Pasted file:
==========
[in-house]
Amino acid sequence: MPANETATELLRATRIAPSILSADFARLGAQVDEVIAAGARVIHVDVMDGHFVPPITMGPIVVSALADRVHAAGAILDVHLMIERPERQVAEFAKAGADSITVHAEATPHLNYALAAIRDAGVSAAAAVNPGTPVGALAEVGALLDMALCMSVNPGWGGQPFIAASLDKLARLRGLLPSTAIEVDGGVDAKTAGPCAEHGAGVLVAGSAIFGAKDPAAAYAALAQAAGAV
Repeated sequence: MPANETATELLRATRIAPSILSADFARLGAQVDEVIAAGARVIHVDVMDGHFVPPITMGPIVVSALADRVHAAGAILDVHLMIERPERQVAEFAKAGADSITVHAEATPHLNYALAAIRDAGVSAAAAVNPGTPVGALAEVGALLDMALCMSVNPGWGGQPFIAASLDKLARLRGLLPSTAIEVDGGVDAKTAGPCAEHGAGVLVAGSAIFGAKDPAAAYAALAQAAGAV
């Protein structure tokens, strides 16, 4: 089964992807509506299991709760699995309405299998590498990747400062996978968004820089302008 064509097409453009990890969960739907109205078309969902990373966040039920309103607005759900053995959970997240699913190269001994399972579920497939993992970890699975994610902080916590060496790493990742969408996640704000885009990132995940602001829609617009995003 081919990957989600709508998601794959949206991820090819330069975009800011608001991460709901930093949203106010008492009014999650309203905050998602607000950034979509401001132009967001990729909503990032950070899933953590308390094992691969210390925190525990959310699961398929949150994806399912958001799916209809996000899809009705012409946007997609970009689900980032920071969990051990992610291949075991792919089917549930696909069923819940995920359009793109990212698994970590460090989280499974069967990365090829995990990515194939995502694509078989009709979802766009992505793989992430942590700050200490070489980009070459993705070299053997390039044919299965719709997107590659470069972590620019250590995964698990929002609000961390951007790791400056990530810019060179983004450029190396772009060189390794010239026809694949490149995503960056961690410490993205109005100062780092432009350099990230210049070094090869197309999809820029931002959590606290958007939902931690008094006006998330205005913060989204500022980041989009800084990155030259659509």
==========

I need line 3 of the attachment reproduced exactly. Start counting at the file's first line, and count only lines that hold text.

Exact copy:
Repeated sequence: MPANETATELLRATRIAPSILSADFARLGAQVDEVIAAGARVIHVDVMDGHFVPPITMGPIVVSALADRVHAAGAILDVHLMIERPERQVAEFAKAGADSITVHAEATPHLNYALAAIRDAGVSAAAAVNPGTPVGALAEVGALLDMALCMSVNPGWGGQPFIAASLDKLARLRGLLPSTAIEVDGGVDAKTAGPCAEHGAGVLVAGSAIFGAKDPAAAYAALAQAAGAV